- Service during, but not necessarily limited to, WWII, Korea, Vietnam, Panama, Beirut, Granada, Bosnia, the Cold War, Desert Storm, Desert Shield, Iraq, Afghanistan, anti-terrorism operations, and terrorism attacks against Armed Forces personnel is included.
- Only veterans with an Honorable or General Discharge status are eligible.
- QOVF does not award QOVs posthumously.
Are service member’s or veteran’s families or other family support personnel eligible for QOVs?
No, they are not. QOVF awards quilts only to service members and living veterans of the U.S. Armed Forces. QOVF acknowledges and appreciates the support of families. We also remember and honor those who have given their lives for our freedoms, but we do not award QOVs posthumously.
Here are some options to consider if your veteran or service member is not eligible for a QOV: Click Here for additional information.
How does the Foundation determine the order (priority) of awards?
As the focus is on those most in need of comfort and healing first, the following factors are considered: era of service and times of war-conflict, declared or undeclared, (e.g. World War II, Korea, Vietnam, etc.), medical or debilitating conditions related to service. Some areas of the country may have other factors that affect awards, (e.g., areas or states with dense populations of veterans, states with more military bases, and areas in states close to military bases).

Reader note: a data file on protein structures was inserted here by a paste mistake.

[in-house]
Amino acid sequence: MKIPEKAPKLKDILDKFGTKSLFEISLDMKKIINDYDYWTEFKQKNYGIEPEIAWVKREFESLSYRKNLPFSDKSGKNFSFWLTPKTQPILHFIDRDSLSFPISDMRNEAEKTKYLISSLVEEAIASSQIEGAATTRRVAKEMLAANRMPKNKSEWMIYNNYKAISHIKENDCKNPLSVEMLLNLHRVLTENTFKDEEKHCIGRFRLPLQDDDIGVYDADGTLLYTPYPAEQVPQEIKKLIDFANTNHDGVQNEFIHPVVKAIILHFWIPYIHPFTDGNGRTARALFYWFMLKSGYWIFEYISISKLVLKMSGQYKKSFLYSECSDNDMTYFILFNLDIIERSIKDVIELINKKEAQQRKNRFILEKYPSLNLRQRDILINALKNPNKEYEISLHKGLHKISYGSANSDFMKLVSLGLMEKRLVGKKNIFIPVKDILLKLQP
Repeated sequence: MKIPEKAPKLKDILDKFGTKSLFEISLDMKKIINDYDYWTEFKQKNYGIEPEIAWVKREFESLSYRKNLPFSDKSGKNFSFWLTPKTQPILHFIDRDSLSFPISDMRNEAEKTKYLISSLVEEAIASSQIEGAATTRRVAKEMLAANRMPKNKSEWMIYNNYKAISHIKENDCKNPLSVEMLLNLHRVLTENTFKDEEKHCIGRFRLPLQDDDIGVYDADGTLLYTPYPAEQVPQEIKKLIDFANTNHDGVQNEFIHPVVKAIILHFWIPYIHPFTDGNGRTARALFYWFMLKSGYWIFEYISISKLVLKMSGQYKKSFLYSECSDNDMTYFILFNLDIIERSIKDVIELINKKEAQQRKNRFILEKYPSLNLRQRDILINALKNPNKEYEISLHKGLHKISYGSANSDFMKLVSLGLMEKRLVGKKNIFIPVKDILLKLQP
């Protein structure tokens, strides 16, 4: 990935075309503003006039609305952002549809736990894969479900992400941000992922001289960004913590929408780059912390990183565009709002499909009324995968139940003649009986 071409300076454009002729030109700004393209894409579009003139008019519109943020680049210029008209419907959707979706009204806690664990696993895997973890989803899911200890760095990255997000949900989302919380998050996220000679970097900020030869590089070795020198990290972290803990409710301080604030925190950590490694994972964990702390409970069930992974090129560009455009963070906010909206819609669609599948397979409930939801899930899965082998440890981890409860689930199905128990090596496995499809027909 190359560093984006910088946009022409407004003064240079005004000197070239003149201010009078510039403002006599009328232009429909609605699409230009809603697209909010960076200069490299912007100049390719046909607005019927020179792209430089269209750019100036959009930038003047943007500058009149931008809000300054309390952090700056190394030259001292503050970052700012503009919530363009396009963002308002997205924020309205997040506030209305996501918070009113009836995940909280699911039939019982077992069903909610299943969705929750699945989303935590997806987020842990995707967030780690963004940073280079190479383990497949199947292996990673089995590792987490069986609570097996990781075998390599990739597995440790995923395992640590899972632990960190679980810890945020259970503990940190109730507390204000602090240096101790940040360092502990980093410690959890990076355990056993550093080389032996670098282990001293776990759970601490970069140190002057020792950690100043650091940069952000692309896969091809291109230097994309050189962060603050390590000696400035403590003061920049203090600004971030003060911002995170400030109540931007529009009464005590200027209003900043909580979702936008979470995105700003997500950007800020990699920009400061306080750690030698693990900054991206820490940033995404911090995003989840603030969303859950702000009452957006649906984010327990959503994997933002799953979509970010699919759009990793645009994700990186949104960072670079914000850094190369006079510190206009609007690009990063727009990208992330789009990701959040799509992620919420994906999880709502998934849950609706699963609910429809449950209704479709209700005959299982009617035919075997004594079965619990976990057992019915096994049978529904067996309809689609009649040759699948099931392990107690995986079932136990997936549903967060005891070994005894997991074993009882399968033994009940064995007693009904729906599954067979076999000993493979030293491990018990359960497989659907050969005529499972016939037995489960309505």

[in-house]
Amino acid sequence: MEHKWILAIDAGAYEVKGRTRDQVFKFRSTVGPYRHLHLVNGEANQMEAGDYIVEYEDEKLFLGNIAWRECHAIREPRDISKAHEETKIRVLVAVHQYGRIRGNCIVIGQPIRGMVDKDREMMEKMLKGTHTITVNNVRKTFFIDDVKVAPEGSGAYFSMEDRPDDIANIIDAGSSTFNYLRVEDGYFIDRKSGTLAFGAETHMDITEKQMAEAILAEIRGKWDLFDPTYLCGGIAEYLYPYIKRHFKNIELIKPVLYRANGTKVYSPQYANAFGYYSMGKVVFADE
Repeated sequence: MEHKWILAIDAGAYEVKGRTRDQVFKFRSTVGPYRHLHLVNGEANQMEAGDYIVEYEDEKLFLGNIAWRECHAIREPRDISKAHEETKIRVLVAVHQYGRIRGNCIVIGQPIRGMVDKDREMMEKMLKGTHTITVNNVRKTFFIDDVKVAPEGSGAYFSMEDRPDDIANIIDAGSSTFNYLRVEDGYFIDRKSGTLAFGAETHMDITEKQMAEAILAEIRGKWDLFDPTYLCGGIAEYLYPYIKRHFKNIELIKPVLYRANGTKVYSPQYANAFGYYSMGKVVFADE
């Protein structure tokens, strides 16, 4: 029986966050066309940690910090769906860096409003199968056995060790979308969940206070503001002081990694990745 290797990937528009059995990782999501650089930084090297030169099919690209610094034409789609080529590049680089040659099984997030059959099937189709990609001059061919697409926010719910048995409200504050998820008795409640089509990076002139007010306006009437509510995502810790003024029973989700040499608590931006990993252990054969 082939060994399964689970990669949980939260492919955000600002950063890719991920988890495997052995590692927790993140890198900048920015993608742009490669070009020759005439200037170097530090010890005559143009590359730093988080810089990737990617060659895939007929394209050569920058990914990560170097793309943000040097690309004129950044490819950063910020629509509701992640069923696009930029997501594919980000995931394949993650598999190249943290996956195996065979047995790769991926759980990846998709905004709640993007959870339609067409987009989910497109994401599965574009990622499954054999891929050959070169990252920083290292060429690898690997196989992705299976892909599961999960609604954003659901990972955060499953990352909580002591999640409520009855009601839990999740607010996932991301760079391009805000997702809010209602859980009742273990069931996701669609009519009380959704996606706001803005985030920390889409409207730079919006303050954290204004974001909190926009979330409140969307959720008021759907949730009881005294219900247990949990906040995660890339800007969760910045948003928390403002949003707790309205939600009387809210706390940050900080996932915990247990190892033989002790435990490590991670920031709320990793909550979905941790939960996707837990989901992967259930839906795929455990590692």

Why is a QOV “awarded” rather than being “presented” or “gifted?”
A QOV is a civilian award to our service members and veterans—it is not a gift or a present for surprises, birthdays, anniversaries, retirements, or other celebrations. The award of a QOV is similar to a personal award bestowed upon an individual by the military. A QOV has been earned and recipients are nominated based on their selfless service and sacrifice in defense of our Nation. Due to Department of Defense policy there are monetary limits on how much active duty service members are allowed to accept. An award has no monetary value; it is priceless.
Surprise awards are not allowed out of respect for the service members and veterans. This limitation is designed to protect the service member or veteran from a potentially unexpected emotional episode or medical issue. Some individuals just do not like surprises of any kind.
What are the next steps?
After your nomination has been submitted a QOVF volunteer will contact you to explain the process, answer your questions, and make arrangements for the award. If you are not the person who will make those arrangements, please provide the name, email, and phone number of that other person.
Awarding a service member or veteran a QOV is a shared responsibility of the nominator and the QOVF volunteer. The QOVF volunteer will be your point of contact through the process until the service member or veteran has been awarded his or her Quilt of Valor.
While the focus of the mission is on those most in need of comfort and healing first, factors such as era of service, life circumstances, etc. also are taken into consideration.
To help you gather the information needed to submit an on-line nomination, you may want to refer to the printable nomination form. If you are ready to nominate a service member or veteran for a Quilt of Valor
Below is a printable version of the nomination form you may wish to complete and either mail in or hand deliver.